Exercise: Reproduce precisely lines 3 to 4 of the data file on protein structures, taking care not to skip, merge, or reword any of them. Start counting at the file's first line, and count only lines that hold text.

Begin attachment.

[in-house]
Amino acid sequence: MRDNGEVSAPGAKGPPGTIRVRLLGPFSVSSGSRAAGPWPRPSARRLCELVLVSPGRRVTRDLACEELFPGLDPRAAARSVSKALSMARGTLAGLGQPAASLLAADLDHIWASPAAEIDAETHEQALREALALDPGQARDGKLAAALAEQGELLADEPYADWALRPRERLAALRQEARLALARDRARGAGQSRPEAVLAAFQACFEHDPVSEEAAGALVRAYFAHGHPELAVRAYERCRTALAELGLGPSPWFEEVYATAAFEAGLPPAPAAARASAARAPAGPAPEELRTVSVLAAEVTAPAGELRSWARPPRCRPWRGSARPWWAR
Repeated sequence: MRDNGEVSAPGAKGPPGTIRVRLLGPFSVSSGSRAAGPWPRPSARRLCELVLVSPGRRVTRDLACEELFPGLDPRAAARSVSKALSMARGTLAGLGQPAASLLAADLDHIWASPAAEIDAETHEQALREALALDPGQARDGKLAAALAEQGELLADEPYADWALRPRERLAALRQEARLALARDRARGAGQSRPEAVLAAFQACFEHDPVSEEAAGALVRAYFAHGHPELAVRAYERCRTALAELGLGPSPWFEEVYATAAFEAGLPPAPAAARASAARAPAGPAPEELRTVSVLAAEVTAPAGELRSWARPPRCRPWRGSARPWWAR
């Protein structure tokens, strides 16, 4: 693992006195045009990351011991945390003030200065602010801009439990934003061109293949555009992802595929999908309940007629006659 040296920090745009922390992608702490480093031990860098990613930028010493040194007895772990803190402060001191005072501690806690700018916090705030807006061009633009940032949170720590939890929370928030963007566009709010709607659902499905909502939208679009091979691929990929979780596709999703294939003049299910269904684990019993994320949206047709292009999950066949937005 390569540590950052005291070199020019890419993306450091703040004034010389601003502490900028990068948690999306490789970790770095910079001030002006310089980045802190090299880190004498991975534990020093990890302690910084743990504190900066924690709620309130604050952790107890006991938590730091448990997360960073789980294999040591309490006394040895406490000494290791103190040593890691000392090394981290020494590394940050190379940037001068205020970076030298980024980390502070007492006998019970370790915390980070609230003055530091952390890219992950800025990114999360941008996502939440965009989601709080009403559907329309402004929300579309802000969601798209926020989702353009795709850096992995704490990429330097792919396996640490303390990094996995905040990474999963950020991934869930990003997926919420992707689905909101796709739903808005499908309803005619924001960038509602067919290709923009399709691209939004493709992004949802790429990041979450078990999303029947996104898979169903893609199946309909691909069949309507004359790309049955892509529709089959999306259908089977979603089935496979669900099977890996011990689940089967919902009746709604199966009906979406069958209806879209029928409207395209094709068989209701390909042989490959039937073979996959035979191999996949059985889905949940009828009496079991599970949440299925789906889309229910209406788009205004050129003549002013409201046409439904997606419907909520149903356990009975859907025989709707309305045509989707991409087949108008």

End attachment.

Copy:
Repeated sequence: MRDNGEVSAPGAKGPPGTIRVRLLGPFSVSSGSRAAGPWPRPSARRLCELVLVSPGRRVTRDLACEELFPGLDPRAAARSVSKALSMARGTLAGLGQPAASLLAADLDHIWASPAAEIDAETHEQALREALALDPGQARDGKLAAALAEQGELLADEPYADWALRPRERLAALRQEARLALARDRARGAGQSRPEAVLAAFQACFEHDPVSEEAAGALVRAYFAHGHPELAVRAYERCRTALAELGLGPSPWFEEVYATAAFEAGLPPAPAAARASAARAPAGPAPEELRTVSVLAAEVTAPAGELRSWARPPRCRPWRGSARPWWAR
């Protein structure tokens, strides 16, 4: 693992006195045009990351011991945390003030200065602010801009439990934003061109293949555009992802595929999908309940007629006659 040296920090745009922390992608702490480093031990860098990613930028010493040194007895772990803190402060001191005072501690806690700018916090705030807006061009633009940032949170720590939890929370928030963007566009709010709607659902499905909502939208679009091979691929990929979780596709999703294939003049299910269904684990019993994320949206047709292009999950066949937005 390569540590950052005291070199020019890419993306450091703040004034010389601003502490900028990068948690999306490789970790770095910079001030002006310089980045802190090299880190004498991975534990020093990890302690910084743990504190900066924690709620309130604050952790107890006991938590730091448990997360960073789980294999040591309490006394040895406490000494290791103190040593890691000392090394981290020494590394940050190379940037001068205020970076030298980024980390502070007492006998019970370790915390980070609230003055530091952390890219992950800025990114999360941008996502939440965009989601709080009403559907329309402004929300579309802000969601798209926020989702353009795709850096992995704490990429330097792919396996640490303390990094996995905040990474999963950020991934869930990003997926919420992707689905909101796709739903808005499908309803005619924001960038509602067919290709923009399709691209939004493709992004949802790429990041979450078990999303029947996104898979169903893609199946309909691909069949309507004359790309049955892509529709089959999306259908089977979603089935496979669900099977890996011990689940089967919902009746709604199966009906979406069958209806879209029928409207395209094709068989209701390909042989490959039937073979996959035979191999996949059985889905949940009828009496079991599970949440299925789906889309229910209406788009205004050129003549002013409201046409439904997606419907909520149903356990009975859907025989709707309305045509989707991409087949108008």